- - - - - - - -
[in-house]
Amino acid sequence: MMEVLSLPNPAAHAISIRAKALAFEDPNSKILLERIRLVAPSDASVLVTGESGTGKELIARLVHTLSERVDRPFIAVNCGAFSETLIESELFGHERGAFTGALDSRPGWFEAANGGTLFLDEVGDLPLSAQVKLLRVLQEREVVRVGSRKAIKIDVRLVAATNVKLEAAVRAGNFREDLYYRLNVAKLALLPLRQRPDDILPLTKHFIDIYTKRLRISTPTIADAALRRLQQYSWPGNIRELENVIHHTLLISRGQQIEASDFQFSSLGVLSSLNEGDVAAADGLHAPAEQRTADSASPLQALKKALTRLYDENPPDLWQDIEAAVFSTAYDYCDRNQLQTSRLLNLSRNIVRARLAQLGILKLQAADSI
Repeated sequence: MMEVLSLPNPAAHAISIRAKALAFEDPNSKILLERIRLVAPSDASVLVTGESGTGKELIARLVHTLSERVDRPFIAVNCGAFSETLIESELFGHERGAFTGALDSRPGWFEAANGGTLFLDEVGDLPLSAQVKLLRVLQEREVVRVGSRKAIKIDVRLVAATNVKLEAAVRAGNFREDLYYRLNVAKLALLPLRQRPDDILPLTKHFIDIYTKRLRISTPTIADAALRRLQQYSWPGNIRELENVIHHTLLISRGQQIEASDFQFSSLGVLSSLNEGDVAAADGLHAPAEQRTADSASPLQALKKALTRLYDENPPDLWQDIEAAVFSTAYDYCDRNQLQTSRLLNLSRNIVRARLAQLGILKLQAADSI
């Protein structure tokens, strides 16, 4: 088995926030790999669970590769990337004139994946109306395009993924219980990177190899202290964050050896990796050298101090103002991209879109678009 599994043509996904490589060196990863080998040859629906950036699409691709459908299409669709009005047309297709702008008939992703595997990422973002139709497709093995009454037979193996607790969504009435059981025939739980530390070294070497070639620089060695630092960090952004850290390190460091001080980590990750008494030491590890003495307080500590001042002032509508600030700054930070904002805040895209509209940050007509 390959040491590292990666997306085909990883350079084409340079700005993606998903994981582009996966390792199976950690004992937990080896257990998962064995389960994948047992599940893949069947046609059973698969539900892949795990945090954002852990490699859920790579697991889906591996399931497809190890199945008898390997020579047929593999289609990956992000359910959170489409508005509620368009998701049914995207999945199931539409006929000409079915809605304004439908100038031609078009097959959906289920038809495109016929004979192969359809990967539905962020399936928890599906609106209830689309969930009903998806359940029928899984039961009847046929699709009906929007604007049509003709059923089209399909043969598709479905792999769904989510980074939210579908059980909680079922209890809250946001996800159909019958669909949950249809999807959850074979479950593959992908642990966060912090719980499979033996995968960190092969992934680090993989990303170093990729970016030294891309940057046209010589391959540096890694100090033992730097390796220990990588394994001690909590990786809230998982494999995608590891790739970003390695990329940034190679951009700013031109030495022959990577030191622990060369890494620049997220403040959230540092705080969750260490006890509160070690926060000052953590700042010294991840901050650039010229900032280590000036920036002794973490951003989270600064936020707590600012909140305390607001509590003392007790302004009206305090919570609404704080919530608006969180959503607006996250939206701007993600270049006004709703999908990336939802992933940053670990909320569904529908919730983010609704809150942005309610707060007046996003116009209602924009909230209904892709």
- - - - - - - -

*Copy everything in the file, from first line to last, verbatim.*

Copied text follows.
[in-house]
Amino acid sequence: MMEVLSLPNPAAHAISIRAKALAFEDPNSKILLERIRLVAPSDASVLVTGESGTGKELIARLVHTLSERVDRPFIAVNCGAFSETLIESELFGHERGAFTGALDSRPGWFEAANGGTLFLDEVGDLPLSAQVKLLRVLQEREVVRVGSRKAIKIDVRLVAATNVKLEAAVRAGNFREDLYYRLNVAKLALLPLRQRPDDILPLTKHFIDIYTKRLRISTPTIADAALRRLQQYSWPGNIRELENVIHHTLLISRGQQIEASDFQFSSLGVLSSLNEGDVAAADGLHAPAEQRTADSASPLQALKKALTRLYDENPPDLWQDIEAAVFSTAYDYCDRNQLQTSRLLNLSRNIVRARLAQLGILKLQAADSI
Repeated sequence: MMEVLSLPNPAAHAISIRAKALAFEDPNSKILLERIRLVAPSDASVLVTGESGTGKELIARLVHTLSERVDRPFIAVNCGAFSETLIESELFGHERGAFTGALDSRPGWFEAANGGTLFLDEVGDLPLSAQVKLLRVLQEREVVRVGSRKAIKIDVRLVAATNVKLEAAVRAGNFREDLYYRLNVAKLALLPLRQRPDDILPLTKHFIDIYTKRLRISTPTIADAALRRLQQYSWPGNIRELENVIHHTLLISRGQQIEASDFQFSSLGVLSSLNEGDVAAADGLHAPAEQRTADSASPLQALKKALTRLYDENPPDLWQDIEAAVFSTAYDYCDRNQLQTSRLLNLSRNIVRARLAQLGILKLQAADSI
């Protein structure tokens, strides 16, 4: 088995926030790999669970590769990337004139994946109306395009993924219980990177190899202290964050050896990796050298101090103002991209879109678009 599994043509996904490589060196990863080998040859629906950036699409691709459908299409669709009005047309297709702008008939992703595997990422973002139709497709093995009454037979193996607790969504009435059981025939739980530390070294070497070639620089060695630092960090952004850290390190460091001080980590990750008494030491590890003495307080500590001042002032509508600030700054930070904002805040895209509209940050007509 390959040491590292990666997306085909990883350079084409340079700005993606998903994981582009996966390792199976950690004992937990080896257990998962064995389960994948047992599940893949069947046609059973698969539900892949795990945090954002852990490699859920790579697991889906591996399931497809190890199945008898390997020579047929593999289609990956992000359910959170489409508005509620368009998701049914995207999945199931539409006929000409079915809605304004439908100038031609078009097959959906289920038809495109016929004979192969359809990967539905962020399936928890599906609106209830689309969930009903998806359940029928899984039961009847046929699709009906929007604007049509003709059923089209399909043969598709479905792999769904989510980074939210579908059980909680079922209890809250946001996800159909019958669909949950249809999807959850074979479950593959992908642990966060912090719980499979033996995968960190092969992934680090993989990303170093990729970016030294891309940057046209010589391959540096890694100090033992730097390796220990990588394994001690909590990786809230998982494999995608590891790739970003390695990329940034190679951009700013031109030495022959990577030191622990060369890494620049997220403040959230540092705080969750260490006890509160070690926060000052953590700042010294991840901050650039010229900032280590000036920036002794973490951003989270600064936020707590600012909140305390607001509590003392007790302004009206305090919570609404704080919530608006969180959503607006996250939206701007993600270049006004709703999908990336939802992933940053670990909320569904529908919730983010609704809150942005309610707060007046996003116009209602924009909230209904892709």